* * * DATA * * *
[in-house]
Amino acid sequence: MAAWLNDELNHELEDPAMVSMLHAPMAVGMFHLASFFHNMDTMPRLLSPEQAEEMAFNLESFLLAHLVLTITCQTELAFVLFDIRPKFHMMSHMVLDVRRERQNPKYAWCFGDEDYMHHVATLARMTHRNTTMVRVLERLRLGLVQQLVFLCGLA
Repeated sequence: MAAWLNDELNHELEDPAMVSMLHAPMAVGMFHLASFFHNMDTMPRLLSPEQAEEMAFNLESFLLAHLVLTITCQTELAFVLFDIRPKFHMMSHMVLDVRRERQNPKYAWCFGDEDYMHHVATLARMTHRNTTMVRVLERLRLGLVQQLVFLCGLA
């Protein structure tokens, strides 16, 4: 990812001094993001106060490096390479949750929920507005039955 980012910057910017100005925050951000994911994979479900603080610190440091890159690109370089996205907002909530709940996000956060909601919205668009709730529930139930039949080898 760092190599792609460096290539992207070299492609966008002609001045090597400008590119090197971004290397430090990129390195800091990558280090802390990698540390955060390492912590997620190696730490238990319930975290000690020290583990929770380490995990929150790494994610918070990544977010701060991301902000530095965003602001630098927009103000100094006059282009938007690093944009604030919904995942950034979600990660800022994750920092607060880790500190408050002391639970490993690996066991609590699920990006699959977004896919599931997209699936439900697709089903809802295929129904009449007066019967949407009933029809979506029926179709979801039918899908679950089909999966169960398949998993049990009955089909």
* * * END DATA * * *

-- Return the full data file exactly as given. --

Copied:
[in-house]
Amino acid sequence: MAAWLNDELNHELEDPAMVSMLHAPMAVGMFHLASFFHNMDTMPRLLSPEQAEEMAFNLESFLLAHLVLTITCQTELAFVLFDIRPKFHMMSHMVLDVRRERQNPKYAWCFGDEDYMHHVATLARMTHRNTTMVRVLERLRLGLVQQLVFLCGLA
Repeated sequence: MAAWLNDELNHELEDPAMVSMLHAPMAVGMFHLASFFHNMDTMPRLLSPEQAEEMAFNLESFLLAHLVLTITCQTELAFVLFDIRPKFHMMSHMVLDVRRERQNPKYAWCFGDEDYMHHVATLARMTHRNTTMVRVLERLRLGLVQQLVFLCGLA
């Protein structure tokens, strides 16, 4: 990812001094993001106060490096390479949750929920507005039955 980012910057910017100005925050951000994911994979479900603080610190440091890159690109370089996205907002909530709940996000956060909601919205668009709730529930139930039949080898 760092190599792609460096290539992207070299492609966008002609001045090597400008590119090197971004290397430090990129390195800091990558280090802390990698540390955060390492912590997620190696730490238990319930975290000690020290583990929770380490995990929150790494994610918070990544977010701060991301902000530095965003602001630098927009103000100094006059282009938007690093944009604030919904995942950034979600990660800022994750920092607060880790500190408050002391639970490993690996066991609590699920990006699959977004896919599931997209699936439900697709089903809802295929129904009449007066019967949407009933029809979506029926179709979801039918899908679950089909999966169960398949998993049990009955089909």